Minister of Education
Niamh Bhreathnach, 1993
Niamh Bhreathnach Collection.

1993 - 1997


DECEMBER 1993 - JUNE 1997

“The order in which I took decisions within the Department of Education was parent first, teacher second, Minister third.”

‘I believe that the Party in 1989 has to reach out to a whole new generation in Irish life, through the positive use of the media, public meetings and recruitment campaigns. As Vice-Chair I ensure that the voice of the ordinary member is heard at officer level.‘

Labour Women, 1989.

Winning a seat in the General Election, 1992
Niamh Bhreatnach with her husband Tom Ferris.
Niamh Bhreathnach Collection.

At 47, Niamh was appointed to Cabinet

At 47, Niamh was appointed to Cabinet following her election to Dáil Éireann. As she stated at the time, it showed Dick Spring’s confidence in her.

It was the first time there were two women in the Cabinet.

When she first joined the Labour Party in the 1970s and 1980s, women had to fight to get their voices heard.

Women in the party campaigned to get representation on the party’s Administration Council. They put it to the Conference and Niamh Bhreathnach recalls two of their own women voting against it. The Women’s Council eventually secured two reserved places on the administrative council and Niamh won a seat in Dún Laoghaire Council.

27th Dail Cabinet Picture
Niamh Bhreathnach Collection

Ministerial Achievements

As Minister for Education, Niamh Bhreathnach published the first White Paper on Education, Charting our Education Future in 1995. She introduced the Leaving Certificate Applied Programme, and made the Transition Year Programme available to all second-level schools. She abolished third-level undergraduate tuition fees and achieved significant increases in education spending. She also initiated the ‘Breaking the Cycle’ Programme, targeted at rural and urban schools in disadvantaged areas — an initiative regarded by the teaching profession as a significant achievement.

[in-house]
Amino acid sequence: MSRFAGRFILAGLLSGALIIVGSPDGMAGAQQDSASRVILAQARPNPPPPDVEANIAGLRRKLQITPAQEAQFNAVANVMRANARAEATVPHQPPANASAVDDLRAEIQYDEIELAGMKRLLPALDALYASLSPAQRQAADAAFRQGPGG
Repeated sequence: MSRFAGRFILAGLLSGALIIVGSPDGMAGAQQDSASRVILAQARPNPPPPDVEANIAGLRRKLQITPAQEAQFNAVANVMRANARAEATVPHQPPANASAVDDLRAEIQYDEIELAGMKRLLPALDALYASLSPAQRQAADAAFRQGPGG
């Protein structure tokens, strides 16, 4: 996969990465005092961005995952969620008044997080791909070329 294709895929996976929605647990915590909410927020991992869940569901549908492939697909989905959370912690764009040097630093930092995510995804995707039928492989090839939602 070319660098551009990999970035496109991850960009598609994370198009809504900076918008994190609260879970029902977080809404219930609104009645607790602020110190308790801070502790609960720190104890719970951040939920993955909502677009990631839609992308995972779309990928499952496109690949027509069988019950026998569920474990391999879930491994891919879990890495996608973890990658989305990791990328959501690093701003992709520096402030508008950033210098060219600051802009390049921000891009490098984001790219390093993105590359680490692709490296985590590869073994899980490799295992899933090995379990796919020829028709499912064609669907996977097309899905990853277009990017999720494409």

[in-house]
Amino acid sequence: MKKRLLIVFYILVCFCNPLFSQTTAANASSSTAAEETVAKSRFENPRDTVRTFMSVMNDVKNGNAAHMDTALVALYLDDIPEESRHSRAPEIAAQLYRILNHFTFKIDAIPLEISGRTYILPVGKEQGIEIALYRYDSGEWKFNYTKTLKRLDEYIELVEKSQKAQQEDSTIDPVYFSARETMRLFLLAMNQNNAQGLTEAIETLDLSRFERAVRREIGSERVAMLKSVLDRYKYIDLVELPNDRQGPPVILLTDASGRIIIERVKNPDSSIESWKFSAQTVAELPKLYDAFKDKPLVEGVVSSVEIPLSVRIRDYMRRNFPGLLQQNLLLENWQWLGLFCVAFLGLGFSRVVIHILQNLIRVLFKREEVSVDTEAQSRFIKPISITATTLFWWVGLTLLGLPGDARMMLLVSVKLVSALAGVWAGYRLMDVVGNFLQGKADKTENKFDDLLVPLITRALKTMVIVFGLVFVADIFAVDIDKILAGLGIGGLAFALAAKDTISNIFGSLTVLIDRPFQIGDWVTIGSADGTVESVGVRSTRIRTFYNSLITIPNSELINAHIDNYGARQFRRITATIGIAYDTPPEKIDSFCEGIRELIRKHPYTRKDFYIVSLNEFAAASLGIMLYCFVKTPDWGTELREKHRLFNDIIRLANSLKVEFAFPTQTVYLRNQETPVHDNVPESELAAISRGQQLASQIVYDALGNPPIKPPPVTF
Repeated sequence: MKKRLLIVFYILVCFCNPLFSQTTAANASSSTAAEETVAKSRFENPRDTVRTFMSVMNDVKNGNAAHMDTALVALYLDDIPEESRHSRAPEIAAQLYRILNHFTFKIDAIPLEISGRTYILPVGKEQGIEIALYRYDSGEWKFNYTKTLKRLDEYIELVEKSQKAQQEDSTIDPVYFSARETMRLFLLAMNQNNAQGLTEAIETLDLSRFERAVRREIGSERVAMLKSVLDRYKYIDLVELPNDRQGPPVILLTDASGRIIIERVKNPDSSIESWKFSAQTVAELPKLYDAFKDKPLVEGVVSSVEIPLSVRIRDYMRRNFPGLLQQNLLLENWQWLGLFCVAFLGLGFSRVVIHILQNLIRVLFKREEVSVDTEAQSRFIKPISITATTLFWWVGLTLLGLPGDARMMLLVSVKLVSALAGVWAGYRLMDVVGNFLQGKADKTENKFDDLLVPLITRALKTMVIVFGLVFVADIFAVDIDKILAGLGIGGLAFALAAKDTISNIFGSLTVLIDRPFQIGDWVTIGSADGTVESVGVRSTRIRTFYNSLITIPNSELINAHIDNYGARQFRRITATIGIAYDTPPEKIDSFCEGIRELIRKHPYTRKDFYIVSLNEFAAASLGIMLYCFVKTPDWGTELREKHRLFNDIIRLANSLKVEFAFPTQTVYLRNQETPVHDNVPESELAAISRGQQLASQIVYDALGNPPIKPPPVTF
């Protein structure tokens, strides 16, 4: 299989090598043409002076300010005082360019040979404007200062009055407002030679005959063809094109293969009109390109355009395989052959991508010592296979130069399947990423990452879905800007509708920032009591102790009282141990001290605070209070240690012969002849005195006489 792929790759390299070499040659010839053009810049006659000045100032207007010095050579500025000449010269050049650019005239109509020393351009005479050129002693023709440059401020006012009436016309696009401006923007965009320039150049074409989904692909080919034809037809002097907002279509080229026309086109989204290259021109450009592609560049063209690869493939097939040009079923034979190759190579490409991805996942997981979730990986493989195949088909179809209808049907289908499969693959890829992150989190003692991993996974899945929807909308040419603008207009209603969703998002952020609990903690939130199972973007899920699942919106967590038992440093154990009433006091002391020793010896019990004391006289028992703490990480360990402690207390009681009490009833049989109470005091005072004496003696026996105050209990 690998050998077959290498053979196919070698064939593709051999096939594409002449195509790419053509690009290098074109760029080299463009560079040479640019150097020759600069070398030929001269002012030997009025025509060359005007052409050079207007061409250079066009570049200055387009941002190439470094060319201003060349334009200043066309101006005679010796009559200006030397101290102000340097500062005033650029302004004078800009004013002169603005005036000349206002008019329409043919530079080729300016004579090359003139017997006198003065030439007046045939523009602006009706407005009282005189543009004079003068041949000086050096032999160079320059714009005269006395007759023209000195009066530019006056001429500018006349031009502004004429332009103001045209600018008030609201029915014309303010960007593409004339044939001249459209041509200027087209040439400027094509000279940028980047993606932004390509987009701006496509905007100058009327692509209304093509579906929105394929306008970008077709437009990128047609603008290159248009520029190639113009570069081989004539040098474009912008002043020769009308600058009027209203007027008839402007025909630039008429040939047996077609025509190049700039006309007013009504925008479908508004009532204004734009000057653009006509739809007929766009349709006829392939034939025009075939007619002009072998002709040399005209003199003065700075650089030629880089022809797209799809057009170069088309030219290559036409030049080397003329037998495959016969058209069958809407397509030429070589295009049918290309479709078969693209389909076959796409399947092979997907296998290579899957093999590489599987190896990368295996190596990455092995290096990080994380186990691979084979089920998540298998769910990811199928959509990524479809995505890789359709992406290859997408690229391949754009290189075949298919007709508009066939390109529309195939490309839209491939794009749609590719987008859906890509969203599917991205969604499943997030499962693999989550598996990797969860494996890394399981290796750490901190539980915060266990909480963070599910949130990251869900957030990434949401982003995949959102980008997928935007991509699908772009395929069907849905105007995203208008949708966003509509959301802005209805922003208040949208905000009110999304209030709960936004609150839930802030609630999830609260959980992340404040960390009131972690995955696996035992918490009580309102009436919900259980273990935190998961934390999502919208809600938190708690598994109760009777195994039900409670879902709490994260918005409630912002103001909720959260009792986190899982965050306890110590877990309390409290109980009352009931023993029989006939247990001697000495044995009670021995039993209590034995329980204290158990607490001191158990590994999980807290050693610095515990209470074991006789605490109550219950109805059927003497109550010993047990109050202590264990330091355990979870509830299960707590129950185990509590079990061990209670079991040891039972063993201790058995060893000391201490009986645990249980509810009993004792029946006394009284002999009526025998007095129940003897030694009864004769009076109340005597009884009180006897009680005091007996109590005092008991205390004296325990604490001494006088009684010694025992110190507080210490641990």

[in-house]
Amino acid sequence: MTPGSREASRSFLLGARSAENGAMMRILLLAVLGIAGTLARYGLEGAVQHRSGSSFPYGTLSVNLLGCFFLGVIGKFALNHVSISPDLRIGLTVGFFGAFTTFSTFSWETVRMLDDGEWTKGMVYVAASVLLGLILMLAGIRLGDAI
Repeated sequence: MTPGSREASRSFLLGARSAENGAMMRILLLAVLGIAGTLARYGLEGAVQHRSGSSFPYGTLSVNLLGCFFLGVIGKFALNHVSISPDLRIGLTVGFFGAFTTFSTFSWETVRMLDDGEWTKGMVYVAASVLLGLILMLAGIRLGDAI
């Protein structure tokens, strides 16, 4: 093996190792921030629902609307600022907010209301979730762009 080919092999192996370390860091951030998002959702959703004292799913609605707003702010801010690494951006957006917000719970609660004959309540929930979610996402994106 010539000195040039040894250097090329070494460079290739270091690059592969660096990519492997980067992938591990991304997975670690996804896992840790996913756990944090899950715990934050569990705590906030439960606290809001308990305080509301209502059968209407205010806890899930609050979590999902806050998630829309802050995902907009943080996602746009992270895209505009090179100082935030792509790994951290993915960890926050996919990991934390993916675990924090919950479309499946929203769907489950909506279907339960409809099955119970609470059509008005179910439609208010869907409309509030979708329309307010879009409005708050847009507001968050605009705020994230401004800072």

She introduced the Education Bill, 1997— the first major legislative breakthrough since the Stanley Letter of 1831 — and the University Act, 1997, which made universities accountable for the public money they receive.

During Niamh Bhreathnach’s time as Minister for Education, Regional Technical Colleges were upgraded to Institutes of Technology, including the RTC, which she had established in Dún Laoghaire.

Niamh worked to improve opportunities for women apprentices. She developed a National Scheme for Computers in Schools. One of Niamh’s key priorities was to give a stronger voice to parents in schools. She systemically provided for extra teachers and facilities during her term in office. She concentrated on the value of research, and made major efforts to gain funding for this area, primarily from Europe.

Women's Political Association Magazine, 1988
Irish History Labour Society

Niamh Bhreathnach's speech, Maynooth University, 1993. PP-21-8(1)
Maynooth University

Niamh Bhreathnach, Minister for Education with Joan Burton, Minister of State at the Official Openeing of Castleknock Community College)
Joan Burton Collection
Statement on the White Paper by Niamh Bhreathnach, T.D., Minister for Education, to Dáil Éireann, 1995. PP-21-318(1)